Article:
Disinfect the litter box regularly, as recommended by most veterinarians. Use boiling water and let stand for five minutes. This is the only disinfectant procedure which kills toxoplasma eggs. Always wash your hands after cleaning the litter box. Use plastic or rubber gloves for extra protection.

Toxoplasmosis Cats may be carriers of the protozoan Toxoplasma gondii, which is a parasite that invades healthy cells. Raw or undercooked meat may also contain the parasite in cysts, or pockets, containing thousands of organisms. When ingested the cysts are broken down by digestive fluids, and release invaders, called tachyzoites, which enter the bloodstream. These organisms have a special affinity for the heart and skeletal muscle and are known to infect the brain.

Toxoplasma gondii may also take on another form, called oocysts or fertilized eggs, which are produced during the sexual cycle of toxoplasma organisms. Members of the cat family can carry and excrete these parasite eggs at a rate of 10 to 20 million per day for 10 to 15 days after ingesting the organism. Cats first come in contact with the parasite through other outdoor animals, infected soil or prey, such as birds and rodents, or from their mother during pregnancy. The oocysts themselves become infectious 24 hours after excretion. They are spread to humans by contact with infected cat feces, or warm, moist soil where they can live for months. Additionally, direct contact with any material contaminated by the infected cat feces can result in human infection.

Controlling your cat's diet is the best way to prevent a pet from developing disease. It is worth noting that after a primary infection, most healthy cats will not shed oocysts again. Even if reinfection occurs, the volume of oocysts shed is so reduced that it may be insufficient to transmit disease. You may be able to determine if your cat has already been infected by consulting a veterinarian.

Another important prevention strategy is to cook all meats well-done -- especially lamb and pork.

Toxoplasmosis in HIV Historically, toxoplasmosis has been feared mainly for its damage to the human fetus. In the general adult population, it is a relatively harmless infection for people with normally functioning immune systems. Upon infection, most healthy adults come down with generalized flu-like symptoms: chills, fever, headache, muscle pain, and inflammation of the lymph nodes. It is estimated that between a third and a half of the American population have been exposed to toxoplasma. Most people have developed antibodies to toxoplasma which keep them safely asymptomatic.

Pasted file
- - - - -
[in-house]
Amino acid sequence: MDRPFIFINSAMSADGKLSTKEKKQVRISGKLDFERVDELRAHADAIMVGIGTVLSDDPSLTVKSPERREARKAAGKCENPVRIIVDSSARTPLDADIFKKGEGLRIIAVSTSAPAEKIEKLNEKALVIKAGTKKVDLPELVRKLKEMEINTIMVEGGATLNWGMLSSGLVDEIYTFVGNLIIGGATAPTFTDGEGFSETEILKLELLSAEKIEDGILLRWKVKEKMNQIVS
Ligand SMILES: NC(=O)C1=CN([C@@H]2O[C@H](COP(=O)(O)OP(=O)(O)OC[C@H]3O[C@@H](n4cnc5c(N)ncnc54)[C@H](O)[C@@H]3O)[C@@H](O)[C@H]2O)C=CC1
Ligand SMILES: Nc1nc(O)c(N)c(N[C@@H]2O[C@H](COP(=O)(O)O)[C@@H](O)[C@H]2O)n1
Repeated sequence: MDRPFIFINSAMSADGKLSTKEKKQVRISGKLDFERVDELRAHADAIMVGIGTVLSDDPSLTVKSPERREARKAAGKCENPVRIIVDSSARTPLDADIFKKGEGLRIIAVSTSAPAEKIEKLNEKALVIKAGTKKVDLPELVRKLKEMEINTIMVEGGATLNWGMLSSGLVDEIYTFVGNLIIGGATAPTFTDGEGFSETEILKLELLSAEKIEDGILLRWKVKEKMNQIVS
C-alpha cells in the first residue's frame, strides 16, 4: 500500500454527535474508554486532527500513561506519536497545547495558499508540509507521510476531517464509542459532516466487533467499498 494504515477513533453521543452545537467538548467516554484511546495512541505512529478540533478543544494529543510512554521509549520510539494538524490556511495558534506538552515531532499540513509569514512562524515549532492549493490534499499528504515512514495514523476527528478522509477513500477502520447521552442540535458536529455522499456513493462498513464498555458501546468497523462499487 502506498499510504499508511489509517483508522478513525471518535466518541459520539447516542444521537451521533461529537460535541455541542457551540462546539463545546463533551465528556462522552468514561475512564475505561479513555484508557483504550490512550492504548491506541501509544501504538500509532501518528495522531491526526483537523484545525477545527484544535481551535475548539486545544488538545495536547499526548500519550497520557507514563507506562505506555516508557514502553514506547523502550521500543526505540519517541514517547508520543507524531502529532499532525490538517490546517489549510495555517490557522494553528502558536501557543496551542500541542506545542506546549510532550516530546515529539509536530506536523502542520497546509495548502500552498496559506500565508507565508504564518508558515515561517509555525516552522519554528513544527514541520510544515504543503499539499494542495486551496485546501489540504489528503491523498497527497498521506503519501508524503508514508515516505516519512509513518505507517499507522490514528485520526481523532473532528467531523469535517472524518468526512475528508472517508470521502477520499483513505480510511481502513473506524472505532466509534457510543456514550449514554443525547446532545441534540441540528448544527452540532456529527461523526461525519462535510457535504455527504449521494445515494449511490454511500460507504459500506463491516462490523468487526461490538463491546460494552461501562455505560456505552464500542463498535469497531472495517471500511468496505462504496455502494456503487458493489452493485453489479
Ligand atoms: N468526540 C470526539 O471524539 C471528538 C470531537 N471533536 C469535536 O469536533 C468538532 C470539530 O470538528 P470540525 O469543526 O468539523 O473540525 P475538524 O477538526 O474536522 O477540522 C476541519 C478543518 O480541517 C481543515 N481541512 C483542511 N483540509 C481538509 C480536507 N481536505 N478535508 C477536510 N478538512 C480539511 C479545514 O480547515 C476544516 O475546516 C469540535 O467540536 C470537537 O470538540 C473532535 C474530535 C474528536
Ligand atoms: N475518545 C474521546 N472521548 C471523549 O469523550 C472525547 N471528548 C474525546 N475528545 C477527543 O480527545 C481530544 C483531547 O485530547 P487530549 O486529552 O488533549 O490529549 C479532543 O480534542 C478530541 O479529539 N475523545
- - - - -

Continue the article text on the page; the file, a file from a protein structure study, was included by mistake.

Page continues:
Toxoplasmosis in people with HIV is usually a reactivation of a past infection. When the immune system of a person who has been previously exposed to toxoplasma becomes weakened by AIDS, a reactivation of toxoplasma may result in serious illness, especially encephalitis (inflammation of the brain). Toxoplasmic encephalitis, formerly considered a rare disease even in immunocompromised adults, is now the most commonly recognized opportunistic infection of the central nervous system in patients with AIDS. Approximately 30% of people with AIDS who have been previously infected with toxoplasma will develop toxoplasmic encephalitis (29). Detailed articles on toxoplasmosis appeared in Treatment Issues vol. 3, no. 1 and vol. 4, no. l.

Feline Leukemia Virus (FeLV) and Feline Immunodeficiency Virus (FIV) FeLV and FIV are different from their human counterparts, and neither is known to be transmittable to humans. Signs or symptoms for both diseases may be somewhat similar. The following are symptoms in cats to look out for: weight loss; decreased appetite; diarrhea or constipation; blood in feces; enlarged lymph nodes; difficulty with breathing; excessive drinking or urination; evidence of pain while eating; poor coat condition; skin rashes or sores; and infected or swollen gums which may result in tooth loss (30).

Diagnosis of FIV disease is based on the cat's history, clinical signs, and results from an FIV-antibody test. Blood tests may indicate FeLV, but a negative test result does not necessarily imply immunity to the virus. An FeLV-positive cat may live for months or years without signs or symptoms of the disease.